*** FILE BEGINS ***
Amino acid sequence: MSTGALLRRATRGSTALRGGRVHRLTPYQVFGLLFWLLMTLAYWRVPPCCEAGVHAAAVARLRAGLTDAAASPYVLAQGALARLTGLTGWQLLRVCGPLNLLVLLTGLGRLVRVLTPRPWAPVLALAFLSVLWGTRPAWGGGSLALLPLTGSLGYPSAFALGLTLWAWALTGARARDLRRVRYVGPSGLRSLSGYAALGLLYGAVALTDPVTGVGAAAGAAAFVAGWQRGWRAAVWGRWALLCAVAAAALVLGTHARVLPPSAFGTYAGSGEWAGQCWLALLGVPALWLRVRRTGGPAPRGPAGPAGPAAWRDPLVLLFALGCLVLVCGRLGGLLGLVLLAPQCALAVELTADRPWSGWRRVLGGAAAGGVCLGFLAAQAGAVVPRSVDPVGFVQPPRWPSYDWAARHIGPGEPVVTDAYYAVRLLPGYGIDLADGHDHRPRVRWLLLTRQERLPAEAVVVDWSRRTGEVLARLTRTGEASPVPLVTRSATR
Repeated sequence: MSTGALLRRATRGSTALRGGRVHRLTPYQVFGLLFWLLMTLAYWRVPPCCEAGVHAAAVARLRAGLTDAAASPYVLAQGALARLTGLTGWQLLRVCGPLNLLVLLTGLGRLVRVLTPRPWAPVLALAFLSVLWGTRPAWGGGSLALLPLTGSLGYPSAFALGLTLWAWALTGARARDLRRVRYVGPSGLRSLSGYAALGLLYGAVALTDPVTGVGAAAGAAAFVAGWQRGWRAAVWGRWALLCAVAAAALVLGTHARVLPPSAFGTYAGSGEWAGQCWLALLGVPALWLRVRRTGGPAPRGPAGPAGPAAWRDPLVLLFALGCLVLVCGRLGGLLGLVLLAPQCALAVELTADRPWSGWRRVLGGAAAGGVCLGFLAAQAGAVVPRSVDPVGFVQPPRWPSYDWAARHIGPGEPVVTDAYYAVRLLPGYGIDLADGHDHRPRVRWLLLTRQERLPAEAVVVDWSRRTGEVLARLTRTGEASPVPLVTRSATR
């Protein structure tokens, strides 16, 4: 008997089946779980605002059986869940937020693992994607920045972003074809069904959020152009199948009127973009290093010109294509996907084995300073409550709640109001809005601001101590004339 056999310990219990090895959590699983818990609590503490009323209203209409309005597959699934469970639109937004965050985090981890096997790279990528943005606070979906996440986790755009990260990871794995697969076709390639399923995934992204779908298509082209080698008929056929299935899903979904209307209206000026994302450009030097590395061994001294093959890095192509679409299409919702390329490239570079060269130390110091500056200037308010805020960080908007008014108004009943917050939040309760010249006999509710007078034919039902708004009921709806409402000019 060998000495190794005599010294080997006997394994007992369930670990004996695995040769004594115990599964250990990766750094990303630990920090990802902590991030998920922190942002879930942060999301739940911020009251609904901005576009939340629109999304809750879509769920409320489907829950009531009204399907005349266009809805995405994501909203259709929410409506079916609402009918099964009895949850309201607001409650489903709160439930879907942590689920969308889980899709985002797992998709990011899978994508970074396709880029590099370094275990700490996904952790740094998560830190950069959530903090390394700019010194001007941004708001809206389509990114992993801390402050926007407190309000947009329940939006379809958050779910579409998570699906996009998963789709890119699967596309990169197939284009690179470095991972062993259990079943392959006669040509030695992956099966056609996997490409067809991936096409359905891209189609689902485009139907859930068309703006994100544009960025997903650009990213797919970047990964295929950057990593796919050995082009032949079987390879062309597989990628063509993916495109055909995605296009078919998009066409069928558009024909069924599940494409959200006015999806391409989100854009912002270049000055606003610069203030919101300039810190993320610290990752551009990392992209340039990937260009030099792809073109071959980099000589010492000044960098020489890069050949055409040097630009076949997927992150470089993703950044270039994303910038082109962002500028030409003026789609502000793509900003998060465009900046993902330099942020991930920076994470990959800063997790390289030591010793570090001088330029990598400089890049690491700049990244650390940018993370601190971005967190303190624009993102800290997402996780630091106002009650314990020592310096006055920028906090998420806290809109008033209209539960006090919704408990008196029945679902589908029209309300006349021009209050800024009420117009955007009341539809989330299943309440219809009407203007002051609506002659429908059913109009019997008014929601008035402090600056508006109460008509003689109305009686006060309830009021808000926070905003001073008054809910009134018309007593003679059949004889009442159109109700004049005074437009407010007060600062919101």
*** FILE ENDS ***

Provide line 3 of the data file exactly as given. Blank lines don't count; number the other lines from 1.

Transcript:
């Protein structure tokens, strides 16, 4: 008997089946779980605002059986869940937020693992994607920045972003074809069904959020152009199948009127973009290093010109294509996907084995300073409550709640109001809005601001101590004339 056999310990219990090895959590699983818990609590503490009323209203209409309005597959699934469970639109937004965050985090981890096997790279990528943005606070979906996440986790755009990260990871794995697969076709390639399923995934992204779908298509082209080698008929056929299935899903979904209307209206000026994302450009030097590395061994001294093959890095192509679409299409919702390329490239570079060269130390110091500056200037308010805020960080908007008014108004009943917050939040309760010249006999509710007078034919039902708004009921709806409402000019 060998000495190794005599010294080997006997394994007992369930670990004996695995040769004594115990599964250990990766750094990303630990920090990802902590991030998920922190942002879930942060999301739940911020009251609904901005576009939340629109999304809750879509769920409320489907829950009531009204399907005349266009809805995405994501909203259709929410409506079916609402009918099964009895949850309201607001409650489903709160439930879907942590689920969308889980899709985002797992998709990011899978994508970074396709880029590099370094275990700490996904952790740094998560830190950069959530903090390394700019010194001007941004708001809206389509990114992993801390402050926007407190309000947009329940939006379809958050779910579409998570699906996009998963789709890119699967596309990169197939284009690179470095991972062993259990079943392959006669040509030695992956099966056609996997490409067809991936096409359905891209189609689902485009139907859930068309703006994100544009960025997903650009990213797919970047990964295929950057990593796919050995082009032949079987390879062309597989990628063509993916495109055909995605296009078919998009066409069928558009024909069924599940494409959200006015999806391409989100854009912002270049000055606003610069203030919101300039810190993320610290990752551009990392992209340039990937260009030099792809073109071959980099000589010492000044960098020489890069050949055409040097630009076949997927992150470089993703950044270039994303910038082109962002500028030409003026789609502000793509900003998060465009900046993902330099942020991930920076994470990959800063997790390289030591010793570090001088330029990598400089890049690491700049990244650390940018993370601190971005967190303190624009993102800290997402996780630091106002009650314990020592310096006055920028906090998420806290809109008033209209539960006090919704408990008196029945679902589908029209309300006349021009209050800024009420117009955007009341539809989330299943309440219809009407203007002051609506002659429908059913109009019997008014929601008035402090600056508006109460008509003689109305009686006060309830009021808000926070905003001073008054809910009134018309007593003679059949004889009442159109109700004049005074437009407010007060600062919101």